“The problem is that she’s setting a bad tone. It seems like she has to stay at the most expensive hotels, she always seems to have to fly executive first class flexible, which is the most expensive flight.”

Mr. Fildebrandt questioned the premier’s unannounced plans to visit Afghanistan, which were cancelled at the last minute due to a suicide bombing in Kabul.

Ms. Redford justified the trip by noting Alberta soldiers were stationed there, and by mentioning her personal interest in the place. Ms. Redford was appointed by the Secretary-General of the United Nations to be an International Election Commissioner, during that country’s first parliamentary elections in 2005.

“It seems unnecessary for someone who has absolutely zero responsibility for our troops in Afghanistan to visit,” Mr. Fildebrandt said.

Ms. Redford’s travel costs are difficult to compare to other premiers because Alberta’s expense disclosures are promptly published in full online. The premier created the easily searchable database in 2012, earning much commendation. Even Mr. Fildebrandt acknowledges the practice is nation-leading.

The drawback is, of course, increased scrutiny. Ms. Redford noted rising concerns over travel costs in a teleconference from Switzerland this week.

“This is an ongoing theme. Every time I say I’m going on a trip, people want to know how much it costs — and we’re happy to talk about what that is,” she said.

Derek Cummings, Press Secretary for the Minister of International and Intergovernmental Relations, Cal Dallas, said the government is trying to find ways to reduce the tab — including seeking private-sector contributions to trade missions.

“We are also looking at ways we can reduce airfare costs,” he said. “A significant factor in the cost of airfare on a mission is the need to ensure flexibility as itineraries change frequently on the ground.”

Keith Brownsey, who teaches political science at Mount Royal University, said Alberta might not be facing the environmental backlash it is today if previous premiers had promoted the province more aggressively. But the stinginess of Alberta’s taxpayers is legendary, he added: Former premier Ralph Klein faced complaints over his trips.

“He would go to Manhattan to speak to investment bankers and lo and behold, it cost $2,000 to hire a car for the day. Well, that’s what cars cost in Manhattan for a day,” he said. “I’d rather have [Ms. Redford] out there selling Alberta than saving $2,000 by staying at home. The potential losses here to the province if Keystone doesn’t go through because of environmental concerns and lobbying concerns are profound. Do you want to save a few thousand dollars and have the Keystone crash?”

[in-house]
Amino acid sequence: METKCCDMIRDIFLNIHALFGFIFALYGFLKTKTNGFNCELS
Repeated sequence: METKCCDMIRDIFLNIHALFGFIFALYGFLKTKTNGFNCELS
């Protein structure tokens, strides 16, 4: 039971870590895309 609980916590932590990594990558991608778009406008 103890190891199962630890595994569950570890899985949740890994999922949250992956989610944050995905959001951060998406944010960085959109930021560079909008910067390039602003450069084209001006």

And then there was this .....
Premier Alison Redford hasn't made a financial donation to her own Conservative party since 2010. (Photograph by Colleen De neve/Calgary Herald)

CyberSmokeBlog: "Cheap! Cheap! Cheap!"

Redford the lone leader to not donate to pwn party
By James Wood
Saturday, January 18, 2014

The Progressive Conservative party says it’s working hard to get more donations from individual party members.

It might start with Premier Alison Redford.

According to financial contribution records posted online by Elections Alberta, Redford is the only leader of the main provincial parties who didn’t chip in to the party that he or she leads in 2013.

Liberal Leader Raj Sherman led the pack, donating $11,150 personally and through his professional association to his party and constituency association.

Wildrose Leader Danielle Smith gave $2,300 — $300 to her party and $2,000 to her Highwood constituency association — while New Democrat Brian Mason gave $1,002.50 to the NDP.

“It doesn’t look good,” said Chaldeans Mensah, a political science professor at MacEwan University.

“Perhaps, giving her the benefit of the doubt, it’s something that she’s forgotten and failed to do. I think she needs to address that very quickly because I think the optics are not good. A political party leader ought to demonstrate support for her party, because that sends a signal to voters.”

But PC party Executive Director Kelley Charlebois said the lack of a financial contribution from Redford is no big deal because she is “our greatest fundraising tool.”

“She gives hundreds of hours of her personal time to the party. She attends fundraising events on the party’s behalf throughout the province. We take a lot of our time . . . I would argue her time is more valuable than dollars.”

The last time Redford made a political donation was in 2010, when she gave $690.33 to the Tories’ Strathmore-Brooks constituency association.

Sherman noted that Redford receives a stipend from the PC party while he gives to the Liberals.

“It is important for the leader to invest and donate because it’s leadership. If I’m not going to invest in the Alberta Liberal party, how can I possibly ask others to invest in it?”

jwood@calgaryherald.com